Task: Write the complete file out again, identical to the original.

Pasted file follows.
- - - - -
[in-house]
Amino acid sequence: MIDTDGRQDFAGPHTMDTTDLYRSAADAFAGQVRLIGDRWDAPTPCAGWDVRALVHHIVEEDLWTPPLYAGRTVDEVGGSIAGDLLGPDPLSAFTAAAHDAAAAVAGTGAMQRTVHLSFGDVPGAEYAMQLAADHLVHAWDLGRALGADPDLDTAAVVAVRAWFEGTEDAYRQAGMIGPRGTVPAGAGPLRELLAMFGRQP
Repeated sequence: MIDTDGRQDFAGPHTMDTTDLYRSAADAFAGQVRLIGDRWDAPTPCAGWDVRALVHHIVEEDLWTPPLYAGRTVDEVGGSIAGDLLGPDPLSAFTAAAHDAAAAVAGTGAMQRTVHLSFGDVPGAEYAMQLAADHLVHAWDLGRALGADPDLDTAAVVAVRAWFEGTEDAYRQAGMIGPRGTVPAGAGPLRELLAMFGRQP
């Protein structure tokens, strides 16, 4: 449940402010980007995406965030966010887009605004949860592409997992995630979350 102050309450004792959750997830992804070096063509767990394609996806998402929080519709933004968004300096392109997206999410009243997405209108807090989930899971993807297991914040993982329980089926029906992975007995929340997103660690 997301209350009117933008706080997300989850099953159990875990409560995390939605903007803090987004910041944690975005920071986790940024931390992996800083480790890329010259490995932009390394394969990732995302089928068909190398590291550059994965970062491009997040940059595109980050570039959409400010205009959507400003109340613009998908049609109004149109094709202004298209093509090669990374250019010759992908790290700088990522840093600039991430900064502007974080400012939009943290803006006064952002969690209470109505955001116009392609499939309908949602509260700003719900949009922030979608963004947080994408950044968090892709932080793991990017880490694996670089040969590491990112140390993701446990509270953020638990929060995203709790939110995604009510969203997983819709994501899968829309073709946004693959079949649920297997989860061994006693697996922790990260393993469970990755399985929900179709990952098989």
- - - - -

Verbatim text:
[in-house]
Amino acid sequence: MIDTDGRQDFAGPHTMDTTDLYRSAADAFAGQVRLIGDRWDAPTPCAGWDVRALVHHIVEEDLWTPPLYAGRTVDEVGGSIAGDLLGPDPLSAFTAAAHDAAAAVAGTGAMQRTVHLSFGDVPGAEYAMQLAADHLVHAWDLGRALGADPDLDTAAVVAVRAWFEGTEDAYRQAGMIGPRGTVPAGAGPLRELLAMFGRQP
Repeated sequence: MIDTDGRQDFAGPHTMDTTDLYRSAADAFAGQVRLIGDRWDAPTPCAGWDVRALVHHIVEEDLWTPPLYAGRTVDEVGGSIAGDLLGPDPLSAFTAAAHDAAAAVAGTGAMQRTVHLSFGDVPGAEYAMQLAADHLVHAWDLGRALGADPDLDTAAVVAVRAWFEGTEDAYRQAGMIGPRGTVPAGAGPLRELLAMFGRQP
């Protein structure tokens, strides 16, 4: 449940402010980007995406965030966010887009605004949860592409997992995630979350 102050309450004792959750997830992804070096063509767990394609996806998402929080519709933004968004300096392109997206999410009243997405209108807090989930899971993807297991914040993982329980089926029906992975007995929340997103660690 997301209350009117933008706080997300989850099953159990875990409560995390939605903007803090987004910041944690975005920071986790940024931390992996800083480790890329010259490995932009390394394969990732995302089928068909190398590291550059994965970062491009997040940059595109980050570039959409400010205009959507400003109340613009998908049609109004149109094709202004298209093509090669990374250019010759992908790290700088990522840093600039991430900064502007974080400012939009943290803006006064952002969690209470109505955001116009392609499939309908949602509260700003719900949009922030979608963004947080994408950044968090892709932080793991990017880490694996670089040969590491990112140390993701446990509270953020638990929060995203709790939110995604009510969203997983819709994501899968829309073709946004693959079949649920297997989860061994006693697996922790990260393993469970990755399985929900179709990952098989």